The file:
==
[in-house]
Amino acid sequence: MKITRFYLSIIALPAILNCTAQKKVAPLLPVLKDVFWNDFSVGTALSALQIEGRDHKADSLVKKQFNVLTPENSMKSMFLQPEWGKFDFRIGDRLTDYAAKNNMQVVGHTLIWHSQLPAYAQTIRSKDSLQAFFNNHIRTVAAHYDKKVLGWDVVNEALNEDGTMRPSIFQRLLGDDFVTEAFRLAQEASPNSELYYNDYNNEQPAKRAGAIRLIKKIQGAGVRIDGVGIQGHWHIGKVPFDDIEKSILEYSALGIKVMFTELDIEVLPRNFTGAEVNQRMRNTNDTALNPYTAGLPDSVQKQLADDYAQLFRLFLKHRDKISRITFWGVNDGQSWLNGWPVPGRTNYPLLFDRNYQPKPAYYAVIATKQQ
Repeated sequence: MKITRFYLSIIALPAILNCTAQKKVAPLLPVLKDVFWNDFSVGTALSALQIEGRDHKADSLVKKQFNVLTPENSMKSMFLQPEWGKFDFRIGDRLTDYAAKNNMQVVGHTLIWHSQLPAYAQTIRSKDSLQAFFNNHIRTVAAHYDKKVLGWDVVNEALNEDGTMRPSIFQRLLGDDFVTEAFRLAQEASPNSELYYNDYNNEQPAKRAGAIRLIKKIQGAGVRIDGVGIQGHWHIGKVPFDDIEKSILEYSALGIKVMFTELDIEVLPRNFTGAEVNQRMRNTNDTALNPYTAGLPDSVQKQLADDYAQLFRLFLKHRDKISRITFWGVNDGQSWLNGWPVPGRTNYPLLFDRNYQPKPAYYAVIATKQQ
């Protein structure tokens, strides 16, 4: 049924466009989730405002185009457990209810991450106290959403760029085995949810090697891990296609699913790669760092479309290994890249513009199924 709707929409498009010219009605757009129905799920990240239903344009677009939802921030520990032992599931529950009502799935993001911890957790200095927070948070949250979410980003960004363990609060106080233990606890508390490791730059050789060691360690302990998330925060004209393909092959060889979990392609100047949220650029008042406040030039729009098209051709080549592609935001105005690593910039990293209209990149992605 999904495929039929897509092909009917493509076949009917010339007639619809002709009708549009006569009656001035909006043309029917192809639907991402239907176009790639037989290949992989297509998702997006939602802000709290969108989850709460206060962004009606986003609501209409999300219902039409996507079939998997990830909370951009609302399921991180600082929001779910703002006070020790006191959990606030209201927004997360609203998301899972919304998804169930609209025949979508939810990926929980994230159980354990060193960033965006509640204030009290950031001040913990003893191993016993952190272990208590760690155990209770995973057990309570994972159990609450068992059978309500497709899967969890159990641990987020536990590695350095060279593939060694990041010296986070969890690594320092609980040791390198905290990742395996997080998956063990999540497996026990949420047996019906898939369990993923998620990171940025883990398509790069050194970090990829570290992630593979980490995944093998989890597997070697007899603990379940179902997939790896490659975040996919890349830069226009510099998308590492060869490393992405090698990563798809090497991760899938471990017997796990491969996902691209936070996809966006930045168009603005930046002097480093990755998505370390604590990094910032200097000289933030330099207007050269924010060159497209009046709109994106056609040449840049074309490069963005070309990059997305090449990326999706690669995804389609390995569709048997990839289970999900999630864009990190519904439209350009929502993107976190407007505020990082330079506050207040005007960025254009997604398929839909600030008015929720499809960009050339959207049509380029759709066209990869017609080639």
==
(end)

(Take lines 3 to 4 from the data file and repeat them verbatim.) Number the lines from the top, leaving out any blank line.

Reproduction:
Repeated sequence: MKITRFYLSIIALPAILNCTAQKKVAPLLPVLKDVFWNDFSVGTALSALQIEGRDHKADSLVKKQFNVLTPENSMKSMFLQPEWGKFDFRIGDRLTDYAAKNNMQVVGHTLIWHSQLPAYAQTIRSKDSLQAFFNNHIRTVAAHYDKKVLGWDVVNEALNEDGTMRPSIFQRLLGDDFVTEAFRLAQEASPNSELYYNDYNNEQPAKRAGAIRLIKKIQGAGVRIDGVGIQGHWHIGKVPFDDIEKSILEYSALGIKVMFTELDIEVLPRNFTGAEVNQRMRNTNDTALNPYTAGLPDSVQKQLADDYAQLFRLFLKHRDKISRITFWGVNDGQSWLNGWPVPGRTNYPLLFDRNYQPKPAYYAVIATKQQ
């Protein structure tokens, strides 16, 4: 049924466009989730405002185009457990209810991450106290959403760029085995949810090697891990296609699913790669760092479309290994890249513009199924 709707929409498009010219009605757009129905799920990240239903344009677009939802921030520990032992599931529950009502799935993001911890957790200095927070948070949250979410980003960004363990609060106080233990606890508390490791730059050789060691360690302990998330925060004209393909092959060889979990392609100047949220650029008042406040030039729009098209051709080549592609935001105005690593910039990293209209990149992605 999904495929039929897509092909009917493509076949009917010339007639619809002709009708549009006569009656001035909006043309029917192809639907991402239907176009790639037989290949992989297509998702997006939602802000709290969108989850709460206060962004009606986003609501209409999300219902039409996507079939998997990830909370951009609302399921991180600082929001779910703002006070020790006191959990606030209201927004997360609203998301899972919304998804169930609209025949979508939810990926929980994230159980354990060193960033965006509640204030009290950031001040913990003893191993016993952190272990208590760690155990209770995973057990309570994972159990609450068992059978309500497709899967969890159990641990987020536990590695350095060279593939060694990041010296986070969890690594320092609980040791390198905290990742395996997080998956063990999540497996026990949420047996019906898939369990993923998620990171940025883990398509790069050194970090990829570290992630593979980490995944093998989890597997070697007899603990379940179902997939790896490659975040996919890349830069226009510099998308590492060869490393992405090698990563798809090497991760899938471990017997796990491969996902691209936070996809966006930045168009603005930046002097480093990755998505370390604590990094910032200097000289933030330099207007050269924010060159497209009046709109994106056609040449840049074309490069963005070309990059997305090449990326999706690669995804389609390995569709048997990839289970999900999630864009990190519904439209350009929502993107976190407007505020990082330079506050207040005007960025254009997604398929839909600030008015929720499809960009050339959207049509380029759709066209990869017609080639």